How GitHub is using Web Components in production

How GitHub is using Web Components in production

More and more people have been using Web Components. Some just want to play with it, while others have been using it in really big projects.

In order to keep pushing this community forward we decided to start a series of interviews with some early adopters.

Today, we'll start by asking some questions to Joshua Peek, a programmer who has been working on GitHub for the past three years.

Even with your high-traffic volume of visitors worldwide, is using Web Components in production. How hard was it to convince them to adopt a brand new technology like that?

We've actually been really cautious about jumping onto the latest client side MVC library of the month. jQuery is pretty much the only framework we're still using. When it comes to standardized web technologies, we're usually on the bleeding edge.

The initial we wrote were a pretty minimal impact to start testing the Custom Element APIs. If for some reason it didn't work out, we could easily roll back to our original relative time rewriting script.'s Custom Element

The <time> element extensions you created are using only Custom Elements. What do you think about other specs such as HTML Imports, Templates, and Shadow DOM?

Template looks really wonderful and I'd love to use it today but the polyfills can't quite handle all the edge cases. Just little things like inert scripts, table element fragments and duplicate ids are all the pain points we have with just using a dummy <div> element today. But if we can't trust the polyfill to be consistent with the native template element then its just going to cause more headaches.

Shadow DOM is definitely interesting but it seems to be the least well defined spec-wise. I'm a little cautious to even use the polyfills since they need to hijack almost every DOM query API to define the custom Shadow DOM behavior. There could be some performance issues there.

HTML Imports polyfills rely on eval() to run embed scripts which we block for security reasons and just require more undeveloped tooling to inline and rewrite URLs. It's just a lot of work and complexity for not much benefit right now. We're fine just importing both a script and style resource for a component we want to use on a page.

I think we'll be sticking with just Custom Elements for now. The polyfills work and the plain old JS apis work nicely with all our existing infrastructure.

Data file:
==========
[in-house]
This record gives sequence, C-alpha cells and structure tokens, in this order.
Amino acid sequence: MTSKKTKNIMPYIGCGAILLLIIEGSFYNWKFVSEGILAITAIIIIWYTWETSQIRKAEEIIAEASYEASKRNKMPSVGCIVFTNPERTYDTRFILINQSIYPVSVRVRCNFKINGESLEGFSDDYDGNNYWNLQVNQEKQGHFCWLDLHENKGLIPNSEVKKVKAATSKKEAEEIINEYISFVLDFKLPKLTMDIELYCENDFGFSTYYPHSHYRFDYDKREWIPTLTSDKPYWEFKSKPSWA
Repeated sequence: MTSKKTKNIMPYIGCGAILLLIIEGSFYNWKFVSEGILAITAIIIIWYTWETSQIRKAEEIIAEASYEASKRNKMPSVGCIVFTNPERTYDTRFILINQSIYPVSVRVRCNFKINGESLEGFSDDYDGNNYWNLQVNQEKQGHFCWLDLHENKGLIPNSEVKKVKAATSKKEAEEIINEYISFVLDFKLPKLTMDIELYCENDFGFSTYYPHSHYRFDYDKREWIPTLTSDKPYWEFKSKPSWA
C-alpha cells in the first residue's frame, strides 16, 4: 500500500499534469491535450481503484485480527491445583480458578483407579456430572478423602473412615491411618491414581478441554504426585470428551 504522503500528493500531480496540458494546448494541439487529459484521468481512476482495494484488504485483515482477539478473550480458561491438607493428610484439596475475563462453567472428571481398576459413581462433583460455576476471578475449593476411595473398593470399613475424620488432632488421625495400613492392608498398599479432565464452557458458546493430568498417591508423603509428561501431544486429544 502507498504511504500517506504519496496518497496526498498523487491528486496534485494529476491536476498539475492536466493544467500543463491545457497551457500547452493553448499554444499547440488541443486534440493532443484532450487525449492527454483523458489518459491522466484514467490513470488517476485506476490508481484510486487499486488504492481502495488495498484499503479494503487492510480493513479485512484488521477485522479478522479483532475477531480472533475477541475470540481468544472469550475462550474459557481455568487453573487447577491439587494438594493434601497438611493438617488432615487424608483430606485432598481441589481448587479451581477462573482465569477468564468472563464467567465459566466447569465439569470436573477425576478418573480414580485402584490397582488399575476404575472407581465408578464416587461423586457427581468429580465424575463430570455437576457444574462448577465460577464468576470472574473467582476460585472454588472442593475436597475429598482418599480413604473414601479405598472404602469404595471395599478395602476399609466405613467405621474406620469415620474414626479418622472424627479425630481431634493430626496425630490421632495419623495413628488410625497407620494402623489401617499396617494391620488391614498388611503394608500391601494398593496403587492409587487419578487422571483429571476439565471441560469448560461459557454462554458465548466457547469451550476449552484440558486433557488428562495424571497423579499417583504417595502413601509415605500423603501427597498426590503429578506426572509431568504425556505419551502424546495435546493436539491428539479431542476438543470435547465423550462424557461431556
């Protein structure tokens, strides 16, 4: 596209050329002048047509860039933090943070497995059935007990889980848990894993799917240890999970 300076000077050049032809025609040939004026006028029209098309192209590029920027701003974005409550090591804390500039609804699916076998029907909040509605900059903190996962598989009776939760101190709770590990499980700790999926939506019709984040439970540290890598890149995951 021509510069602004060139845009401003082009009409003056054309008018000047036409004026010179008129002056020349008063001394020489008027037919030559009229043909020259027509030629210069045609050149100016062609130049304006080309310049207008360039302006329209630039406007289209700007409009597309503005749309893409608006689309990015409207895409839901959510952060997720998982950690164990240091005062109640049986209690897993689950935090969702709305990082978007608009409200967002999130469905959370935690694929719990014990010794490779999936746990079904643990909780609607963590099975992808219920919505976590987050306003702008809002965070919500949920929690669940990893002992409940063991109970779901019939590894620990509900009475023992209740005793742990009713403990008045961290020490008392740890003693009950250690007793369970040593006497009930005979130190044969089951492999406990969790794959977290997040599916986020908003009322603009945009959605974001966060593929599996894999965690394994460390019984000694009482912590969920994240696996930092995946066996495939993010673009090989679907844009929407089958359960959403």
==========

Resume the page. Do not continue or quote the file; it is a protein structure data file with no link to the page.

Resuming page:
Is there any particular fallback strategy that you had to implement for users with old browsers?

Luckily the Custom Elements polyfill goes back to IE 9 which is the oldest browser we support. We do still care about the degraded no-js experience beyond that. For <time> elements its simple, if you don't run any JS you just get a static date which is acceptable in those cases. I think we'll try to continue the pattern of putting "noscript" content inside the Custom Element tag. Say you wanted a custom element version of <select>. You could include a native control inside the custom element then upgrade it when the JS actually runs. So if the browser is too old or blocks JS, you still have some functioning control.

Besides extending that particular tag, does GitHub have plans for using any other Custom Element?

Yeah, I think we're going to be moving forward in this direction. Next up probably some simple controls like menus and modals. I'm really hopeful for a simple XHR async submission pattern around forms. I've been experimenting on a project called async-form-element. Not quite production ready yet. But this is the kind of thing I hope gets pushed down the HTML spec itself one day.

I don't ever see us going all in on Custom Elements for every possible thing. We're not planning on boiling everything down to a single magic <github-app></github-app>. Use native elements and controls when possible and supplement with custom elements.